French Invasion of Russia
Capture of MoscowMoscow, Russia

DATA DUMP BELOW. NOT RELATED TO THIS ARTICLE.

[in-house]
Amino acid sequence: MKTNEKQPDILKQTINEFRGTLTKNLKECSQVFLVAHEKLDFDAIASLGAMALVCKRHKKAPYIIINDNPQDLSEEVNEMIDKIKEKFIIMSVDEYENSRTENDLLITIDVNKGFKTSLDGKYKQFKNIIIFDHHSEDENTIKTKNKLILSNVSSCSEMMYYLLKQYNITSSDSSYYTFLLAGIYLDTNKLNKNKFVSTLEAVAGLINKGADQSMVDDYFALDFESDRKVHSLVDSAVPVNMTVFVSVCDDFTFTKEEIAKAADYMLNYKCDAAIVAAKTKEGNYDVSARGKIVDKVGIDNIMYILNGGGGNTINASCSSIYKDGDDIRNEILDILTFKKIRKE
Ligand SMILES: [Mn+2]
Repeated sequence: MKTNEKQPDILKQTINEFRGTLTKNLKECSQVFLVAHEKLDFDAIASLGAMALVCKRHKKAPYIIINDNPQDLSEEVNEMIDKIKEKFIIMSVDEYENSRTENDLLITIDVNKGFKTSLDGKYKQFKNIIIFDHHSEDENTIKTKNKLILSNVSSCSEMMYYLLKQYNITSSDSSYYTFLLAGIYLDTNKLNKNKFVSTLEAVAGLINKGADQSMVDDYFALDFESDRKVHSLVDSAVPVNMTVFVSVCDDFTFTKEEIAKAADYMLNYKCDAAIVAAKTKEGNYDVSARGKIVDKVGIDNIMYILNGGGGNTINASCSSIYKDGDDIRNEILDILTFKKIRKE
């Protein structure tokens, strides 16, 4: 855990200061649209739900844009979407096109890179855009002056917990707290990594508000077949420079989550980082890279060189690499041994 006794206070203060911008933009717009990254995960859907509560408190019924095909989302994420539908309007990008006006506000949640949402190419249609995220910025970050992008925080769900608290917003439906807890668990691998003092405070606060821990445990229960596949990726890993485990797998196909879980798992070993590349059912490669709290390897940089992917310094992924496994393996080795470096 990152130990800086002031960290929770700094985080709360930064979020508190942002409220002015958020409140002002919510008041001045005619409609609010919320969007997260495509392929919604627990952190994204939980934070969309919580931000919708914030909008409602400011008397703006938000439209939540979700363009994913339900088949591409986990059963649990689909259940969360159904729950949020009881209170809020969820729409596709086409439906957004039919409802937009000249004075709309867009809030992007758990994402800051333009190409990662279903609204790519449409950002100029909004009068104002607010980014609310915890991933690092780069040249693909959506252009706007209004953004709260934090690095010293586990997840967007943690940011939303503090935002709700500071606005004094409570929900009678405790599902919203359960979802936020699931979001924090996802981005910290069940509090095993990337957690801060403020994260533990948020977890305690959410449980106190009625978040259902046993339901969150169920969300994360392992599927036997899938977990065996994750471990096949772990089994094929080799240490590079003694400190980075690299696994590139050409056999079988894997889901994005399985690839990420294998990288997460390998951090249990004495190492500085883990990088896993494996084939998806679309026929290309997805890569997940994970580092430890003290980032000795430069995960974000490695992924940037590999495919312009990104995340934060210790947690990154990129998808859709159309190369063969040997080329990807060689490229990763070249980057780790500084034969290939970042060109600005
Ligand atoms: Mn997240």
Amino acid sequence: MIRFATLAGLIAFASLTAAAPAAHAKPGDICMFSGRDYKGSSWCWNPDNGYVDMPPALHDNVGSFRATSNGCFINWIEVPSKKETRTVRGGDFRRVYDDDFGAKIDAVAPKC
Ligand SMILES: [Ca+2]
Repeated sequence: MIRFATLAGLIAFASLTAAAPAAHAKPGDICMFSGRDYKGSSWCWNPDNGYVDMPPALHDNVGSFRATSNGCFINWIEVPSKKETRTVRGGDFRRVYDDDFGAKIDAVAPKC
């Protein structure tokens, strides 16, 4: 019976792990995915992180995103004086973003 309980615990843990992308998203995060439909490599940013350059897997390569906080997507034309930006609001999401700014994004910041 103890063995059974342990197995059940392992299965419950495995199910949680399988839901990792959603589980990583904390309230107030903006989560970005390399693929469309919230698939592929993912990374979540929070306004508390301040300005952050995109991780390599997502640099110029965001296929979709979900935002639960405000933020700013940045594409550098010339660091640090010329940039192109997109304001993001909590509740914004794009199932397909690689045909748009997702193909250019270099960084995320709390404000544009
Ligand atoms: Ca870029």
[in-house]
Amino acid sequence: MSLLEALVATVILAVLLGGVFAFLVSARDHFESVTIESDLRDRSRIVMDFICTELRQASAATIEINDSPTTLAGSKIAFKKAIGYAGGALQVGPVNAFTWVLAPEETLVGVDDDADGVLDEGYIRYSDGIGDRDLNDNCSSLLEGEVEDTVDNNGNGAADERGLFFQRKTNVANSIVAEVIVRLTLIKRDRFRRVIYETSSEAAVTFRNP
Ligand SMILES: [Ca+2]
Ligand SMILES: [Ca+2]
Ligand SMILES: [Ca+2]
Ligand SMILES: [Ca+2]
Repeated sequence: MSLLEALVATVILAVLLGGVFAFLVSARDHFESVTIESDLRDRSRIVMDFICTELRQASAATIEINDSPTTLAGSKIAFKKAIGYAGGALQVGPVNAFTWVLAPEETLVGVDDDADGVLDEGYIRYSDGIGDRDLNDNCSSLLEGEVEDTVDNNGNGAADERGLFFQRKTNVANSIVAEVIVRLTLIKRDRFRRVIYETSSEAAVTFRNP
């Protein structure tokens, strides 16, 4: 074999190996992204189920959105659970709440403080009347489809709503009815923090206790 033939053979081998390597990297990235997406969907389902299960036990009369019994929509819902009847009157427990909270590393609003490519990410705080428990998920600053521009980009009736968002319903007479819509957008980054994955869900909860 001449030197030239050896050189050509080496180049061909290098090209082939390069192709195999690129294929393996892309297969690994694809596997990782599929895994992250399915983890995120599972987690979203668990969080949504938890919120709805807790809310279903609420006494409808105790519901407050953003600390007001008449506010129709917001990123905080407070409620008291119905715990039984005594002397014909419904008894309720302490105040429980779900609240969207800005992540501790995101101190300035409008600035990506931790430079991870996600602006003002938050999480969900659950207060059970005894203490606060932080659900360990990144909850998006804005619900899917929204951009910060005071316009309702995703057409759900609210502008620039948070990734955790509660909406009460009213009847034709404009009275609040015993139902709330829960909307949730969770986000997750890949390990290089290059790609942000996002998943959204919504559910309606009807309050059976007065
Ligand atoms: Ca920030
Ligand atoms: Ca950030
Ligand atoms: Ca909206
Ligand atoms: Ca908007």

On September 14, 1812, Napoleon moved into Moscow. However, he was surprised to have received no delegation from the city. At the approach of a victorious general, the civil authorities customarily presented themselves at the gates of the city with the keys to the city in an attempt to safeguard the population and their property. As nobody received Napoleon he sent his aides into the city, seeking out officials with whom the arrangements for the occupation could be made. When none could be found, it became clear that the Russians had left the city unconditionally. In a normal surrender, the city officials would be forced to find billets and make arrangements for the feeding of the soldiers, but the situation caused a free-for-all in which every man was forced to find lodgings and sustenance for himself. Napoleon was secretly disappointed by the lack of custom as he felt it robbed him of a traditional victory over the Russians, especially in taking such a historically significant city. To make matters worse, Moscow had been stripped of all supplies by its governor, Feodor Rostopchin, who had also ordered the prisons to be opened. According to Germaine de Staël, who left the city a few weeks before Napoleon arrived, it was Rostopchin who ordered to set his mansion on fire.